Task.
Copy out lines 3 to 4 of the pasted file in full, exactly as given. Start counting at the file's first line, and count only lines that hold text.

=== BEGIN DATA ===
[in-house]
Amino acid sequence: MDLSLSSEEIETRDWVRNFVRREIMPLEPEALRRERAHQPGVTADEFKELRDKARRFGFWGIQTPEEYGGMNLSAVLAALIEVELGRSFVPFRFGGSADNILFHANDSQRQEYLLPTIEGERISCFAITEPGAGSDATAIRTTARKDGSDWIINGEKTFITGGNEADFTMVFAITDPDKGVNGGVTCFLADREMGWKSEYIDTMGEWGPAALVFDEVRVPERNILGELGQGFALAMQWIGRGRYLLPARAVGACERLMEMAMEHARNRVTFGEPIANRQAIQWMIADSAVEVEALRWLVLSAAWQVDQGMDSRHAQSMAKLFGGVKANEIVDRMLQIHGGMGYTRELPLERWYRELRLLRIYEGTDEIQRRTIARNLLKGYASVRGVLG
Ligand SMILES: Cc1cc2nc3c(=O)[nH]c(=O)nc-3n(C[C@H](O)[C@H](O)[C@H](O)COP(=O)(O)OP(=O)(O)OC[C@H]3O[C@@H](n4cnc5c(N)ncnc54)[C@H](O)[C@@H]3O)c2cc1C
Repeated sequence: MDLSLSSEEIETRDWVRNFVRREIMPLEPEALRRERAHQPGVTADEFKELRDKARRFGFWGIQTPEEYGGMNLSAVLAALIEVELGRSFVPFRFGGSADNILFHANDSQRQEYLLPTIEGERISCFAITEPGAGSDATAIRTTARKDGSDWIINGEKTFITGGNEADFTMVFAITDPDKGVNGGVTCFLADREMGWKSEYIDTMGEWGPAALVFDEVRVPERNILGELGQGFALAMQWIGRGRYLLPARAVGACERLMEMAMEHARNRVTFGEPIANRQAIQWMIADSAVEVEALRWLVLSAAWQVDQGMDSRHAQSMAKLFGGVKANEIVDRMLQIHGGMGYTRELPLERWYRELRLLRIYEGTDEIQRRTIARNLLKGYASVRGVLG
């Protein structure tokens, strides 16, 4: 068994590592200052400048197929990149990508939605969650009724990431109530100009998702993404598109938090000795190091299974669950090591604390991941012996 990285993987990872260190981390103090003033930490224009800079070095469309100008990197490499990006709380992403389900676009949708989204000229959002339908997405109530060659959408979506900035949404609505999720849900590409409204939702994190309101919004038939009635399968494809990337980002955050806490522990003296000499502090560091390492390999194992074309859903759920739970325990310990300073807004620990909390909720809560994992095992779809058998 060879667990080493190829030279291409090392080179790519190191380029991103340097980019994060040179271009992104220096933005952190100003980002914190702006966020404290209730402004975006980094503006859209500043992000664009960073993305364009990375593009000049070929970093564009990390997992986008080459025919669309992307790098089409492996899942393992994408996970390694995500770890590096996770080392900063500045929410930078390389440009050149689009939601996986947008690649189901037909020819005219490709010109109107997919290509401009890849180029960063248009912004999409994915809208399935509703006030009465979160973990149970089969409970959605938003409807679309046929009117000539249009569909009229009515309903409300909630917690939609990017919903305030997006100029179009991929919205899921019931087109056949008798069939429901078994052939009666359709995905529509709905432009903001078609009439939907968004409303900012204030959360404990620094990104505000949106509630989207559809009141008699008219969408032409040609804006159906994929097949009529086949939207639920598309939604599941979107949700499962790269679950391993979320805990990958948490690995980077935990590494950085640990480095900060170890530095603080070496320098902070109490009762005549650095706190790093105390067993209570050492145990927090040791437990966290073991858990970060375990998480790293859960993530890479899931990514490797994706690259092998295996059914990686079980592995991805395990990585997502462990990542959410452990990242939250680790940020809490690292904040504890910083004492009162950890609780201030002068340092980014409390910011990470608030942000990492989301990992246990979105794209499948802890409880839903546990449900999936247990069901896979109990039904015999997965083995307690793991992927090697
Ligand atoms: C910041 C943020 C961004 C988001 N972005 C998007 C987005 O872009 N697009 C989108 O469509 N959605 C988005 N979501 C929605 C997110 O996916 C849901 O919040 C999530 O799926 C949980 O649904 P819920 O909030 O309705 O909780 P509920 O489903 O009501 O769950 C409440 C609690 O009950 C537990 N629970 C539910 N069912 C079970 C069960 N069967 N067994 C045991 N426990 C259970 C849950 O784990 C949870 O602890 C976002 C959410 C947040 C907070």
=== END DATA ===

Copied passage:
Ligand SMILES: Cc1cc2nc3c(=O)[nH]c(=O)nc-3n(C[C@H](O)[C@H](O)[C@H](O)COP(=O)(O)OP(=O)(O)OC[C@H]3O[C@@H](n4cnc5c(N)ncnc54)[C@H](O)[C@@H]3O)c2cc1C
Repeated sequence: MDLSLSSEEIETRDWVRNFVRREIMPLEPEALRRERAHQPGVTADEFKELRDKARRFGFWGIQTPEEYGGMNLSAVLAALIEVELGRSFVPFRFGGSADNILFHANDSQRQEYLLPTIEGERISCFAITEPGAGSDATAIRTTARKDGSDWIINGEKTFITGGNEADFTMVFAITDPDKGVNGGVTCFLADREMGWKSEYIDTMGEWGPAALVFDEVRVPERNILGELGQGFALAMQWIGRGRYLLPARAVGACERLMEMAMEHARNRVTFGEPIANRQAIQWMIADSAVEVEALRWLVLSAAWQVDQGMDSRHAQSMAKLFGGVKANEIVDRMLQIHGGMGYTRELPLERWYRELRLLRIYEGTDEIQRRTIARNLLKGYASVRGVLG